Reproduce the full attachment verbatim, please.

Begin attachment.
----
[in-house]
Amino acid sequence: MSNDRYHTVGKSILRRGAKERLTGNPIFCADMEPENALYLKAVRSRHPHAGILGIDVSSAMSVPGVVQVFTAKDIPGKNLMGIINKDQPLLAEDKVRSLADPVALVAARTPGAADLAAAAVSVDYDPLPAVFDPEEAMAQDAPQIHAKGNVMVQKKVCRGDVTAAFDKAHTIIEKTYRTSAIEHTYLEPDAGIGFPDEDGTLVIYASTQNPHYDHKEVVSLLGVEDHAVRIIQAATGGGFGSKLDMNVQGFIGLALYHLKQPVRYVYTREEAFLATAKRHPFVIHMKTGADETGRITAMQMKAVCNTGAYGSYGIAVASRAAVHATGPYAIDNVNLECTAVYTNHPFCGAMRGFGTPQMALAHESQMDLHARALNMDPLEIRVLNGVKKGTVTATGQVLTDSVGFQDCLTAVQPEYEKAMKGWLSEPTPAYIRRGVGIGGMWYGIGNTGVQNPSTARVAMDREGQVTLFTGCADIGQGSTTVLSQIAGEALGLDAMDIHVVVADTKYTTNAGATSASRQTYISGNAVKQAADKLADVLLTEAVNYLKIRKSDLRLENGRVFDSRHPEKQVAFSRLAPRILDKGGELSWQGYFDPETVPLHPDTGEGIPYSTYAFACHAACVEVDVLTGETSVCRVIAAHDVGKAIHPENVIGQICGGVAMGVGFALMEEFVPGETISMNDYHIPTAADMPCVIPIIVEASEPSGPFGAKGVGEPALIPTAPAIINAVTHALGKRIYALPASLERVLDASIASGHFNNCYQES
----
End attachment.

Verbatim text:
[in-house]
Amino acid sequence: MSNDRYHTVGKSILRRGAKERLTGNPIFCADMEPENALYLKAVRSRHPHAGILGIDVSSAMSVPGVVQVFTAKDIPGKNLMGIINKDQPLLAEDKVRSLADPVALVAARTPGAADLAAAAVSVDYDPLPAVFDPEEAMAQDAPQIHAKGNVMVQKKVCRGDVTAAFDKAHTIIEKTYRTSAIEHTYLEPDAGIGFPDEDGTLVIYASTQNPHYDHKEVVSLLGVEDHAVRIIQAATGGGFGSKLDMNVQGFIGLALYHLKQPVRYVYTREEAFLATAKRHPFVIHMKTGADETGRITAMQMKAVCNTGAYGSYGIAVASRAAVHATGPYAIDNVNLECTAVYTNHPFCGAMRGFGTPQMALAHESQMDLHARALNMDPLEIRVLNGVKKGTVTATGQVLTDSVGFQDCLTAVQPEYEKAMKGWLSEPTPAYIRRGVGIGGMWYGIGNTGVQNPSTARVAMDREGQVTLFTGCADIGQGSTTVLSQIAGEALGLDAMDIHVVVADTKYTTNAGATSASRQTYISGNAVKQAADKLADVLLTEAVNYLKIRKSDLRLENGRVFDSRHPEKQVAFSRLAPRILDKGGELSWQGYFDPETVPLHPDTGEGIPYSTYAFACHAACVEVDVLTGETSVCRVIAAHDVGKAIHPENVIGQICGGVAMGVGFALMEEFVPGETISMNDYHIPTAADMPCVIPIIVEASEPSGPFGAKGVGEPALIPTAPAIINAVTHALGKRIYALPASLERVLDASIASGHFNNCYQES